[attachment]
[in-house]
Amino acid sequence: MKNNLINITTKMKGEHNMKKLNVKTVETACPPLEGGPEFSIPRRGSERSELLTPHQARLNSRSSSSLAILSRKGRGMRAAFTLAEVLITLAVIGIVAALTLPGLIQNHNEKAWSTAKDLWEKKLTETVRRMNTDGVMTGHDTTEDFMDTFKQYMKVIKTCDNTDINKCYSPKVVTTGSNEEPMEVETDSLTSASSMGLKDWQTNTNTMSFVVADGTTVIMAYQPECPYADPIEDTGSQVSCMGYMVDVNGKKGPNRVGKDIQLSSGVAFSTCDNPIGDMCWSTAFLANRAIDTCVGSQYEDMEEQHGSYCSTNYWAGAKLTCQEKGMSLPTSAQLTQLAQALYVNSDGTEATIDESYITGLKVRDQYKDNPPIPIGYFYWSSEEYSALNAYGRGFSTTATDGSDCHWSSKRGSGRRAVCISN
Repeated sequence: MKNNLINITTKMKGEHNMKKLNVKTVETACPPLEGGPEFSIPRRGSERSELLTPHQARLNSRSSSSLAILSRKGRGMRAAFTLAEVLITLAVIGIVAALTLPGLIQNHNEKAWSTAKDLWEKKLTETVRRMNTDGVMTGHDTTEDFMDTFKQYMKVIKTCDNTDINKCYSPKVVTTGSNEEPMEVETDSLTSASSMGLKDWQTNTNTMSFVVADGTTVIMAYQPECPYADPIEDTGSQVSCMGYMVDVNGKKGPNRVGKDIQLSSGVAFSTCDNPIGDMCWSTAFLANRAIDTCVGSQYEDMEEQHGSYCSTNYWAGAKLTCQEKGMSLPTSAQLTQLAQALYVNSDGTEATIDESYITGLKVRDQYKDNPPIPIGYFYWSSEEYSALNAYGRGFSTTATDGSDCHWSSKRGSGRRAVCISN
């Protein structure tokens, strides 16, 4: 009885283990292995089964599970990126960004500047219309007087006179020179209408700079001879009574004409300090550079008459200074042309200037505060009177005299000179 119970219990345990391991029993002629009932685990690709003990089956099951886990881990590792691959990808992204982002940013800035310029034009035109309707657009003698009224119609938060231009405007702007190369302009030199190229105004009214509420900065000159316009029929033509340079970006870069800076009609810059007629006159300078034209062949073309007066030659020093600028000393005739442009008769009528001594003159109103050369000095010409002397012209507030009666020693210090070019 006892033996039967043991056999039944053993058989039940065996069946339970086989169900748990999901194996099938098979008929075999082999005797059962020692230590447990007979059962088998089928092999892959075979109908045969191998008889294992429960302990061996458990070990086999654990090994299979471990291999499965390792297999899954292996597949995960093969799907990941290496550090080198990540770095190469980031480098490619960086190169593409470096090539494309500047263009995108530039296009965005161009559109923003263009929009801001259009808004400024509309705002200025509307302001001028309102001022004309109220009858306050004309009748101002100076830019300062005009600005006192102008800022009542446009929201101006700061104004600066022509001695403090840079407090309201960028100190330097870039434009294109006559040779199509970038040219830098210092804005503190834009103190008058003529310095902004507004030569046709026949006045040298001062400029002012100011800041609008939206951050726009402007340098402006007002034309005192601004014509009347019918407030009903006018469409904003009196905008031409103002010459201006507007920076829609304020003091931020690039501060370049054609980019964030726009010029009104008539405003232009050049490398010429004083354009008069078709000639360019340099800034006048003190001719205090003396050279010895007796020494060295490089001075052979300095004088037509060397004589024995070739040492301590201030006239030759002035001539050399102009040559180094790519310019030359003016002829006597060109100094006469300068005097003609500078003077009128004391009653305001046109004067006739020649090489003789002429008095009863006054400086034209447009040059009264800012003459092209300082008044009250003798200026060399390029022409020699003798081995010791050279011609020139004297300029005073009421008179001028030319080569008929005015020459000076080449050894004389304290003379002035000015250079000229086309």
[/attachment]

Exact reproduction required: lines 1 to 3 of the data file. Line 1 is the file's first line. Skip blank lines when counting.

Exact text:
[in-house]
Amino acid sequence: MKNNLINITTKMKGEHNMKKLNVKTVETACPPLEGGPEFSIPRRGSERSELLTPHQARLNSRSSSSLAILSRKGRGMRAAFTLAEVLITLAVIGIVAALTLPGLIQNHNEKAWSTAKDLWEKKLTETVRRMNTDGVMTGHDTTEDFMDTFKQYMKVIKTCDNTDINKCYSPKVVTTGSNEEPMEVETDSLTSASSMGLKDWQTNTNTMSFVVADGTTVIMAYQPECPYADPIEDTGSQVSCMGYMVDVNGKKGPNRVGKDIQLSSGVAFSTCDNPIGDMCWSTAFLANRAIDTCVGSQYEDMEEQHGSYCSTNYWAGAKLTCQEKGMSLPTSAQLTQLAQALYVNSDGTEATIDESYITGLKVRDQYKDNPPIPIGYFYWSSEEYSALNAYGRGFSTTATDGSDCHWSSKRGSGRRAVCISN
Repeated sequence: MKNNLINITTKMKGEHNMKKLNVKTVETACPPLEGGPEFSIPRRGSERSELLTPHQARLNSRSSSSLAILSRKGRGMRAAFTLAEVLITLAVIGIVAALTLPGLIQNHNEKAWSTAKDLWEKKLTETVRRMNTDGVMTGHDTTEDFMDTFKQYMKVIKTCDNTDINKCYSPKVVTTGSNEEPMEVETDSLTSASSMGLKDWQTNTNTMSFVVADGTTVIMAYQPECPYADPIEDTGSQVSCMGYMVDVNGKKGPNRVGKDIQLSSGVAFSTCDNPIGDMCWSTAFLANRAIDTCVGSQYEDMEEQHGSYCSTNYWAGAKLTCQEKGMSLPTSAQLTQLAQALYVNSDGTEATIDESYITGLKVRDQYKDNPPIPIGYFYWSSEEYSALNAYGRGFSTTATDGSDCHWSSKRGSGRRAVCISN